Site C Dam: A $10 Billion Taxpayer Subsidy for LNG, Fracking
Premier Christy Clark wants BC citizens to subsidize the oil and gas industry with a $10 Billion taxpayer-funded dam. Though she won’t put it quite like that, that’s precisely the implication of the policies she’s promoting in the run-up to May’s provincial election.
Clark confirmed her vision for powering a new, much-ballyhooed Liquified Natural Gas (LNG) Industry to Global TV last week (a must-watch). The premier has promised in recent months a $100 Billion windfall of provincial revenues from the yet-to-be-developed LNG industry, a boast which has drawn justified ridicule from pundits.
LNG requires enormous amounts of energy to super-cool gas in order to liquefy it and load it onto tankers. Numerous global energy companies – including Shell, Chevron, and a number of big Asian players – have lined up over the past year to build LNG plants in Kitimat and Prince Rupert, in order to access Asian markets which are currently paying significantly more for gas than the North American market.
Clark acknowledges the province doesn’t have enough electricity to supply the demands of multiple proposed LNG facilities. Her solution? Flood an 80 km stretch of the fertile Peace Valley in northeast BC to build a new dam. Dubbed Site “C” because it would be the third dam on the Peace River, the project would flood some 20,000 acres of high quality agricultural land and wildlife habitat.
Clark was blunt with Global TV reporter Jas Johal:
The statement came as the window for public comments to the environmental assessment process for Site C winds down, drawing to a close Thursday, April 4.
Last year, at a press conference in Fort St. John, near the location of the proposed dam, Premier Clark spoke to the need for Site C to power LNG. She acknowledged that just one of the 5 or 6 planned LNG terminals on BC’s coast – a proposal by Shell and its Chinese, Korean and Japanese partners – would eat up the entire 1,100 megawatt output of Site C.
So even with this new dam – which won’t be up and running until 2020 at the earliest – BC has nowhere near the energy required to power the energy-hungry LNG industry. To that end, Premier Clark created a loophole in the Clean Energy Act to allow gas companies to generate power for their plants by burning their own natural gas. Which begs the question: why the continued need for Site C?
Perhaps it’s because the power from Site C would be offered to gas producers at a steep discount, which is the standard for large industrial users, who typically pay less than half what residential and small business customers pay for hydroelectricity in BC.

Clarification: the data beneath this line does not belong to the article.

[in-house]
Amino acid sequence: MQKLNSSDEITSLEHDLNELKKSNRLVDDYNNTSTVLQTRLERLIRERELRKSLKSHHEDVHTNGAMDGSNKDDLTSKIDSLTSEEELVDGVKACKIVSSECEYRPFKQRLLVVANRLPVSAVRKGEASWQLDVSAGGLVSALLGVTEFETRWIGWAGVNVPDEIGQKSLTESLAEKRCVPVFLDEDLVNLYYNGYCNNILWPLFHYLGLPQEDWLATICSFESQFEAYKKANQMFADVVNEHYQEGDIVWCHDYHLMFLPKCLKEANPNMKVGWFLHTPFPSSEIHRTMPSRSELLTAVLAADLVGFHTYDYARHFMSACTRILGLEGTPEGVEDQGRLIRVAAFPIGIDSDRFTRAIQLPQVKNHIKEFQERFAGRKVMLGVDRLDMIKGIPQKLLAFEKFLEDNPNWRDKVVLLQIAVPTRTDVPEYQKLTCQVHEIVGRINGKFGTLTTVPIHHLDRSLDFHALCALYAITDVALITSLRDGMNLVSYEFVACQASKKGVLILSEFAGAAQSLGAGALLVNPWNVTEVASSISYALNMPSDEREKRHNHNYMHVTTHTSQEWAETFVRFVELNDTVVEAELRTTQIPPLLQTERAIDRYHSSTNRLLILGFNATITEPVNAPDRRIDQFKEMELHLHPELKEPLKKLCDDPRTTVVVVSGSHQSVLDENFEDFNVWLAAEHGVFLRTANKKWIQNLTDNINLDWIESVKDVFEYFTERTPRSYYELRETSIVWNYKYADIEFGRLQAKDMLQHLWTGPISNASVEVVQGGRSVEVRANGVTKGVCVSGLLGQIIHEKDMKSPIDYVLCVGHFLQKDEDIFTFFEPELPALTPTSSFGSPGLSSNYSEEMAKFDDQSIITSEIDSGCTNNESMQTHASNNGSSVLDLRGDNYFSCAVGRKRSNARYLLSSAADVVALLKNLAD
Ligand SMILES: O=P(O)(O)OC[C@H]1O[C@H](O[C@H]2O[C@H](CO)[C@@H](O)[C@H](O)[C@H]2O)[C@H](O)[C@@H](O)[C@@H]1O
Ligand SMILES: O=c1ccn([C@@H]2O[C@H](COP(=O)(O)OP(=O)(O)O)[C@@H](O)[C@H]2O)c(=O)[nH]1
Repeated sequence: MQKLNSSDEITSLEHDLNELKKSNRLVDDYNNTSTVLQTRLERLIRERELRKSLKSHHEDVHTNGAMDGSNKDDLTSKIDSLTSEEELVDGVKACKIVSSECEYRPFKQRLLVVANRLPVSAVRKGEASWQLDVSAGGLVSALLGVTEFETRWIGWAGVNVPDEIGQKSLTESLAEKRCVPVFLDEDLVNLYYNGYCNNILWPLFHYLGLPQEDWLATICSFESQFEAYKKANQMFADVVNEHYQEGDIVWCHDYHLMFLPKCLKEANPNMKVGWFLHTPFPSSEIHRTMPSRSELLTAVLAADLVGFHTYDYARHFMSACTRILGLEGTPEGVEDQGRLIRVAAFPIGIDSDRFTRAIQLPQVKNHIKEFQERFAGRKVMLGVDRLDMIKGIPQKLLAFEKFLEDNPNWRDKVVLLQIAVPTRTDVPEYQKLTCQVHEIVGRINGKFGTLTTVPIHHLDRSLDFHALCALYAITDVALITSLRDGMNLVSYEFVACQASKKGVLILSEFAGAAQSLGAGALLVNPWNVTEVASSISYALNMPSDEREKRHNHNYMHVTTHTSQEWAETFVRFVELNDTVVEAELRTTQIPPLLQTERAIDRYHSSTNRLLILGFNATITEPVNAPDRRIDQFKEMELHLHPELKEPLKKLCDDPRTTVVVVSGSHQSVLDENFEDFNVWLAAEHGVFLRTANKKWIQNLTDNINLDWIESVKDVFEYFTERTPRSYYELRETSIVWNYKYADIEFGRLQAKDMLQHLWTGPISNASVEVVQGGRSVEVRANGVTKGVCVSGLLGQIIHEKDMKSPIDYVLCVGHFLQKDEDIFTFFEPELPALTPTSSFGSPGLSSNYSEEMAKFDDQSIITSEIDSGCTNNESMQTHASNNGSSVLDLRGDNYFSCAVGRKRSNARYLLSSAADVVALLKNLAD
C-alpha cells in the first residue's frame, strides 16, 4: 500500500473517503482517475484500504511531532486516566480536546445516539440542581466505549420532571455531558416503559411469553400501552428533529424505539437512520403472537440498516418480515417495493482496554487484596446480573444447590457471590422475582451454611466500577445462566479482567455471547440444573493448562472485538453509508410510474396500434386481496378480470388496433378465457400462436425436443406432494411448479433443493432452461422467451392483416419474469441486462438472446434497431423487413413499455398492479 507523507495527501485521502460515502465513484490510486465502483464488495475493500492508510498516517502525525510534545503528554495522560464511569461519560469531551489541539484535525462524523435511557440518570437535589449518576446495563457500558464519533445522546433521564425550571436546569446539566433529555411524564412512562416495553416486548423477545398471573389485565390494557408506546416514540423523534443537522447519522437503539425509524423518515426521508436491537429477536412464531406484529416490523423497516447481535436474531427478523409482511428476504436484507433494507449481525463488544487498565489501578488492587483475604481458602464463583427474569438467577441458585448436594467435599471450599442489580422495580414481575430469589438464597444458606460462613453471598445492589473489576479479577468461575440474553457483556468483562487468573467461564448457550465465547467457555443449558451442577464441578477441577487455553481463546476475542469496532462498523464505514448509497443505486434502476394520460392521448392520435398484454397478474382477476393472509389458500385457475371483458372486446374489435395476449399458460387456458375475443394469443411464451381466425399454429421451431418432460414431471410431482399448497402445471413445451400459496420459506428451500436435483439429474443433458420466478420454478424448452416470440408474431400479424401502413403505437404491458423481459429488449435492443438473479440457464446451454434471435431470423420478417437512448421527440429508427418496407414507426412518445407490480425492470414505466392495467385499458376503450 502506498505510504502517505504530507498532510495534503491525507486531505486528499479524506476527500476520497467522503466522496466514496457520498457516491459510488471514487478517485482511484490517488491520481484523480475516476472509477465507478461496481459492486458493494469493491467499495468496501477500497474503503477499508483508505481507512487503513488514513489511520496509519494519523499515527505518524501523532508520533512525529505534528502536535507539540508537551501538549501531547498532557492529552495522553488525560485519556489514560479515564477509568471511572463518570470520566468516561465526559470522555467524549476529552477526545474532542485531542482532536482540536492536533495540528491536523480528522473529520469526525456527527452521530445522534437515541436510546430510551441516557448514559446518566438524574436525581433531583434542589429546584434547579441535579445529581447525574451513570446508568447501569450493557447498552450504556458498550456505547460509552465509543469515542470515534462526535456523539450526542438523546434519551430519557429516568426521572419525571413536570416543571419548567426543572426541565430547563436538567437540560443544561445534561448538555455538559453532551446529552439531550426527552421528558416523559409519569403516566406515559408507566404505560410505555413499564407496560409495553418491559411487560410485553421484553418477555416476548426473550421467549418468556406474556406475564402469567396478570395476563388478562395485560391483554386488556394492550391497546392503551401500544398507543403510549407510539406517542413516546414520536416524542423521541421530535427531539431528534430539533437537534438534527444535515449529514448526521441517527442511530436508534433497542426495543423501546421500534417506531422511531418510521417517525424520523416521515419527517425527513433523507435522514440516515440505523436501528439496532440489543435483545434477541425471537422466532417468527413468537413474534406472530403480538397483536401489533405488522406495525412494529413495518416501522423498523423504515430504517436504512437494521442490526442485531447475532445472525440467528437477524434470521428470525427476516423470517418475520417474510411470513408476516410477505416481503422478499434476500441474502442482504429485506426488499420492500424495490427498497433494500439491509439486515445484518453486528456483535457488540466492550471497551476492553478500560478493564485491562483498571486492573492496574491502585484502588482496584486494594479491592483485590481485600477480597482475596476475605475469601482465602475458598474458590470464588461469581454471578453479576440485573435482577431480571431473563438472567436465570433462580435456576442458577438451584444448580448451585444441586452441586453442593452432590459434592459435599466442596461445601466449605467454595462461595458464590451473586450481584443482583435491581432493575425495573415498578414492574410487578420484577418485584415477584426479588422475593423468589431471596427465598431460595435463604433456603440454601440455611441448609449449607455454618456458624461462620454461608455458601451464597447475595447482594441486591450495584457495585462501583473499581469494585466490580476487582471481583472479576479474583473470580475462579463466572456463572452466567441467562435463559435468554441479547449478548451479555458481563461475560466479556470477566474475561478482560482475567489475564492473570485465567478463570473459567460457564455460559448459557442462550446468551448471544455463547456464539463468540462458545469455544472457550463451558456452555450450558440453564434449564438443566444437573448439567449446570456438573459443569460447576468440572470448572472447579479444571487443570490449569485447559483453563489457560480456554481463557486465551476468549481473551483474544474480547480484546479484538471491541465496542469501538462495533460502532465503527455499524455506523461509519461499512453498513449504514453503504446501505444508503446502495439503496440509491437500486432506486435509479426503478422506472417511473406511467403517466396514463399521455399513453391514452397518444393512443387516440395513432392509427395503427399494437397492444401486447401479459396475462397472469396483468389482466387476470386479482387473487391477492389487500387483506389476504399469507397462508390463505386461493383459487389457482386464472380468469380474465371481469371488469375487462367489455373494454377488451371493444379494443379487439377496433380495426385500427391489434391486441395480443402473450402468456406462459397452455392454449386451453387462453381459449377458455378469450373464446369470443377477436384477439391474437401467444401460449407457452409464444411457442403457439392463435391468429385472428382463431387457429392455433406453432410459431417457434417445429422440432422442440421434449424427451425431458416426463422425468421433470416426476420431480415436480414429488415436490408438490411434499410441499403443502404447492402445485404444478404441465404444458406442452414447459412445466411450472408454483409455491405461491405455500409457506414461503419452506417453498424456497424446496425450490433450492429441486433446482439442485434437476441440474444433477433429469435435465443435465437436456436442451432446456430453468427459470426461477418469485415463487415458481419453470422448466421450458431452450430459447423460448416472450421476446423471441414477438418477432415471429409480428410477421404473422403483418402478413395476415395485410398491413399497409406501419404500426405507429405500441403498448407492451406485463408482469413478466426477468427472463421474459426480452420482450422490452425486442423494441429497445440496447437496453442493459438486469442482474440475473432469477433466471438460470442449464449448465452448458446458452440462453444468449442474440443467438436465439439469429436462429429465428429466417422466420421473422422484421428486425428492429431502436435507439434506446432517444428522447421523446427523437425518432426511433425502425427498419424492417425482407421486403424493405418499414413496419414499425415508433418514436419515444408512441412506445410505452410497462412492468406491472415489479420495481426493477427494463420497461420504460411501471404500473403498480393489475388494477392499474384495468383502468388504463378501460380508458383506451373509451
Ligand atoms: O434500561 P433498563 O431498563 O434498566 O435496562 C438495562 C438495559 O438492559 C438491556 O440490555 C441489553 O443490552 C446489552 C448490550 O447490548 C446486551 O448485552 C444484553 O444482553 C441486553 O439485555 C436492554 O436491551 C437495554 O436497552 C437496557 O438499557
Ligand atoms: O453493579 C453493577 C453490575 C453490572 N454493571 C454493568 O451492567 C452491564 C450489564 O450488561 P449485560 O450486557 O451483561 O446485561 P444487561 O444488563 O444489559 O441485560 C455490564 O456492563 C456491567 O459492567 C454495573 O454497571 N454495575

When pressed by Johal on the taxpayer subsidy issue, Clark brushed it off – “That’s not part of what we’re negotiating…We aren’t going to ask residential taxpayers to subsidize this.”
And yet, the dam itself, pegged at $8 Billion but sure to balloon beyond that (a study of 70 large dam projects funded by the World Bank found that the average overrun was a whopping 27%), will be on the shoulders of taxpayers and crown corporation BC Hydro – already drowing in massive debt. And unless the plan is to make the LNG industry pay top dollar for this new power (which defeats the purpose entirely), then residential hydro customers will bear the full burden through much steeper power bills.
While Site C is a looming taxpayer boondoggle, it will also destroy precious farmland at a time when we produce just 40% of our own food in BC. And as this recent report from the David Suzuki Foundation shows, it will compound the enormous industrial footprint that has marred over 65% of the Peace Valley over the past half century – making it easily one of the world’s most heavily impacted regions already.
A major source of those impacts is the natural gas industry, which relies more and more on environmentally risky “fracking” to extract the gas that would flow to these LNG plants through multiple new pipelines.
So Site C and LNG mean a major ramping up of increasingly controversial fracking.
Clark’s opposition in the upcoming provincial election on May 14, the BC NDP, are showing signs of backing away from Site C. The party’s Energy Critic John Horgan told the Vancouver Sun in February, “I’m confident that in the first two years of an NDP government we won’t be building Site C.”
For more information on Site C and tools to help you submit your comments to the environmental assessment process by the April 4 deadline, click here.